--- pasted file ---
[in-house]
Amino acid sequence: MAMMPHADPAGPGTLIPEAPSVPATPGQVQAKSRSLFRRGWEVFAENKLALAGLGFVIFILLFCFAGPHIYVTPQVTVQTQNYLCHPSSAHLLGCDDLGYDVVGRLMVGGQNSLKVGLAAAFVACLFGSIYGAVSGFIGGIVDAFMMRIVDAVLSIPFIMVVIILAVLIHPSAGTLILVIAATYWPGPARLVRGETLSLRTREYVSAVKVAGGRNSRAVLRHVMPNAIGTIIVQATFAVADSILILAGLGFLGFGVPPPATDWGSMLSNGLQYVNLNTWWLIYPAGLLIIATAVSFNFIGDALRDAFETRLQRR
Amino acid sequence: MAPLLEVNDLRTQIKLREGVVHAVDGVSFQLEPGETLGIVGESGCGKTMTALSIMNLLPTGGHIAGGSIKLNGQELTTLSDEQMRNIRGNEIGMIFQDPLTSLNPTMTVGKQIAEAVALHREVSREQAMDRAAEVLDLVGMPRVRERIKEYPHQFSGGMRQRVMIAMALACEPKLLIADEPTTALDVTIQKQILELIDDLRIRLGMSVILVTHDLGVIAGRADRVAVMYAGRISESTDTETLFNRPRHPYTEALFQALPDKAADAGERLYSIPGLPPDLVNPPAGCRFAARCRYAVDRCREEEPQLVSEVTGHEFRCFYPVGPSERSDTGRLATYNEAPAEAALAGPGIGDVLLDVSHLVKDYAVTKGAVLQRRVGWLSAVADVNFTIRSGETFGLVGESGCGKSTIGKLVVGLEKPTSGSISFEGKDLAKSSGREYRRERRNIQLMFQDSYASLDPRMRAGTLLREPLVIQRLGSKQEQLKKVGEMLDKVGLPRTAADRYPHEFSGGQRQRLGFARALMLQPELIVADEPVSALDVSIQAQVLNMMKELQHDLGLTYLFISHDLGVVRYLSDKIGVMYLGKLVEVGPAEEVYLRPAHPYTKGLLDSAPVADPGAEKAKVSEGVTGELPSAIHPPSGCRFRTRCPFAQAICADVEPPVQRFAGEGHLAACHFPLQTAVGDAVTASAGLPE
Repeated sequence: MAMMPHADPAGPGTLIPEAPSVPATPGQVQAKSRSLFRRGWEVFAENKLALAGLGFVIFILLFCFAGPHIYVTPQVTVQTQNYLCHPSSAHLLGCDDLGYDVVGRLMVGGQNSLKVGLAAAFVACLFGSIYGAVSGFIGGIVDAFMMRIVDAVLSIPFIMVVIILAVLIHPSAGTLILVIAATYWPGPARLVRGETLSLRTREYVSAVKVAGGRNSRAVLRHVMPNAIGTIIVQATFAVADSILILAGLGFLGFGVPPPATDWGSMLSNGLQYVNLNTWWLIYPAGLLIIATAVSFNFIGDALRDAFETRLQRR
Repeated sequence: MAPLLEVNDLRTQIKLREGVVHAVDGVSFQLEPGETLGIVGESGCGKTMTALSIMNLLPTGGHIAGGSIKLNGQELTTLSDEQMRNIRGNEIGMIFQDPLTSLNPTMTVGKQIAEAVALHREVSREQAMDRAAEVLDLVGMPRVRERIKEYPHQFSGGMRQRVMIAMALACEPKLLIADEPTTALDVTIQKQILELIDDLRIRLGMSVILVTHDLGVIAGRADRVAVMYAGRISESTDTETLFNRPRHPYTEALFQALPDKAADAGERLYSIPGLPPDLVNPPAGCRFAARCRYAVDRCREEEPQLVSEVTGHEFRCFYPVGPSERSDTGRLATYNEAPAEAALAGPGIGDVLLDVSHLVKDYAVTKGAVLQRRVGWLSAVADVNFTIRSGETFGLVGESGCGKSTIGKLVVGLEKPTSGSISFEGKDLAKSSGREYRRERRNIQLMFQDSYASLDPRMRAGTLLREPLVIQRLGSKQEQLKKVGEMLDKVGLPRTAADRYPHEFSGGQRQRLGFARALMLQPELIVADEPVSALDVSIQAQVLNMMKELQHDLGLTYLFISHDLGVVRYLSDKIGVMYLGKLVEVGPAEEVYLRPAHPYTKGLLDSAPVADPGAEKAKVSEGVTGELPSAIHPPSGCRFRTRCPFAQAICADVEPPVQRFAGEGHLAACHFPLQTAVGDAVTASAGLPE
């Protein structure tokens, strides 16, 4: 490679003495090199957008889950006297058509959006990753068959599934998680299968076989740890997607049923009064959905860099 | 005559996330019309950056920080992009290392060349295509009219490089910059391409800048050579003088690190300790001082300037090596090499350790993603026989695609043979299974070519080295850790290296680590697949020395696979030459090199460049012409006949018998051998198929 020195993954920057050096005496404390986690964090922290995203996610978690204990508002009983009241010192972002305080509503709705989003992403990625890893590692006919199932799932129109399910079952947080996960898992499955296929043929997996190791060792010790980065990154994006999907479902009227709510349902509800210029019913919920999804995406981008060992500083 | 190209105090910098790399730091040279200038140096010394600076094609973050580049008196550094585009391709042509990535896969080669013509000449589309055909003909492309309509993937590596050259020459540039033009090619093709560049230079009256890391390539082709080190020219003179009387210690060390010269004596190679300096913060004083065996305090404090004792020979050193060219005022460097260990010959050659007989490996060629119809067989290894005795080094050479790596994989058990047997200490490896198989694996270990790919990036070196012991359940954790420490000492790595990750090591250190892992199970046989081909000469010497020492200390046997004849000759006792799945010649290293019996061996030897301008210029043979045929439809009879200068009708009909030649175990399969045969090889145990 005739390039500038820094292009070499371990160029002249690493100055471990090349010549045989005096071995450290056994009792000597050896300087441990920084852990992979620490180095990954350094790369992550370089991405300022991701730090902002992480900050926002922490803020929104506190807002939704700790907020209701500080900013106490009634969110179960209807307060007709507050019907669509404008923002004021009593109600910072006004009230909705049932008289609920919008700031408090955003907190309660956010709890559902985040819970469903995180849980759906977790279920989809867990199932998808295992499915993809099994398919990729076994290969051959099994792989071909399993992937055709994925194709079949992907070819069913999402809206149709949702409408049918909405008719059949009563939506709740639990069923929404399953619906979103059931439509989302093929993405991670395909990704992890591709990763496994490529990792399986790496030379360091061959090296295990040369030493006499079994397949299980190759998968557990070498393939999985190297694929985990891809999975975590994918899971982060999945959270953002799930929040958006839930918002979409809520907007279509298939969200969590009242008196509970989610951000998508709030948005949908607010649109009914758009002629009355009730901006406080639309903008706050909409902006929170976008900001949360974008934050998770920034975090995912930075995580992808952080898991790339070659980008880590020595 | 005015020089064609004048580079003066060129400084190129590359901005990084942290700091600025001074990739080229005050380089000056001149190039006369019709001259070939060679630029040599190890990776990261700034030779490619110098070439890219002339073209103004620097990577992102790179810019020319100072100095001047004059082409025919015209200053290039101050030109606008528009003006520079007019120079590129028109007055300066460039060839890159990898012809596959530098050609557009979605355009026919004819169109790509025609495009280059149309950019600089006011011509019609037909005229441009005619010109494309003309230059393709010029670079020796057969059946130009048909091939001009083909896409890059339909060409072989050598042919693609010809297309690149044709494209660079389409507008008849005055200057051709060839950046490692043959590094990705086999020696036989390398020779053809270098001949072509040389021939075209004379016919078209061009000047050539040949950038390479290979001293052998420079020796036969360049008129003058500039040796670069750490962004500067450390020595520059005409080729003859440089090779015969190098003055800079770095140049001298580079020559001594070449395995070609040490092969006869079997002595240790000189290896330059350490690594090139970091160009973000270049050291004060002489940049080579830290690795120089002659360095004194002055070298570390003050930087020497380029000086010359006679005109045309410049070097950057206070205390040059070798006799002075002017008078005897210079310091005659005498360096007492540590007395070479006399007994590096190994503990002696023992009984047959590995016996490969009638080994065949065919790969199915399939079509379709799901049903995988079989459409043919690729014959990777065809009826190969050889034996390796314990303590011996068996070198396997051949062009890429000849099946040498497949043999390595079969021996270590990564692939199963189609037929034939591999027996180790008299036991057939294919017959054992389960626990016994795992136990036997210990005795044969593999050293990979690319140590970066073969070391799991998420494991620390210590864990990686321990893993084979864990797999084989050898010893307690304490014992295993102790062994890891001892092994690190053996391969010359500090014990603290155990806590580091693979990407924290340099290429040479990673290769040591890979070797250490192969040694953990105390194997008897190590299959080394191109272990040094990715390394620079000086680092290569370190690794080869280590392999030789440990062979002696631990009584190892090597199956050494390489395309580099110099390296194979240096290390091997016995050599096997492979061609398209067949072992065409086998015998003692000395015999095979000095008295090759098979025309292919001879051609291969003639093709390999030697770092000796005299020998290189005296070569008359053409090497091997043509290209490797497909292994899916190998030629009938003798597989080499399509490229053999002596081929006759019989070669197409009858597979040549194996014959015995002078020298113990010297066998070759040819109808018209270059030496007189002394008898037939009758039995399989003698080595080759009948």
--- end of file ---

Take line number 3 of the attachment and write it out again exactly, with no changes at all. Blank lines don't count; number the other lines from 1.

Amino acid sequence: MAPLLEVNDLRTQIKLREGVVHAVDGVSFQLEPGETLGIVGESGCGKTMTALSIMNLLPTGGHIAGGSIKLNGQELTTLSDEQMRNIRGNEIGMIFQDPLTSLNPTMTVGKQIAEAVALHREVSREQAMDRAAEVLDLVGMPRVRERIKEYPHQFSGGMRQRVMIAMALACEPKLLIADEPTTALDVTIQKQILELIDDLRIRLGMSVILVTHDLGVIAGRADRVAVMYAGRISESTDTETLFNRPRHPYTEALFQALPDKAADAGERLYSIPGLPPDLVNPPAGCRFAARCRYAVDRCREEEPQLVSEVTGHEFRCFYPVGPSERSDTGRLATYNEAPAEAALAGPGIGDVLLDVSHLVKDYAVTKGAVLQRRVGWLSAVADVNFTIRSGETFGLVGESGCGKSTIGKLVVGLEKPTSGSISFEGKDLAKSSGREYRRERRNIQLMFQDSYASLDPRMRAGTLLREPLVIQRLGSKQEQLKKVGEMLDKVGLPRTAADRYPHEFSGGQRQRLGFARALMLQPELIVADEPVSALDVSIQAQVLNMMKELQHDLGLTYLFISHDLGVVRYLSDKIGVMYLGKLVEVGPAEEVYLRPAHPYTKGLLDSAPVADPGAEKAKVSEGVTGELPSAIHPPSGCRFRTRCPFAQAICADVEPPVQRFAGEGHLAACHFPLQTAVGDAVTASAGLPE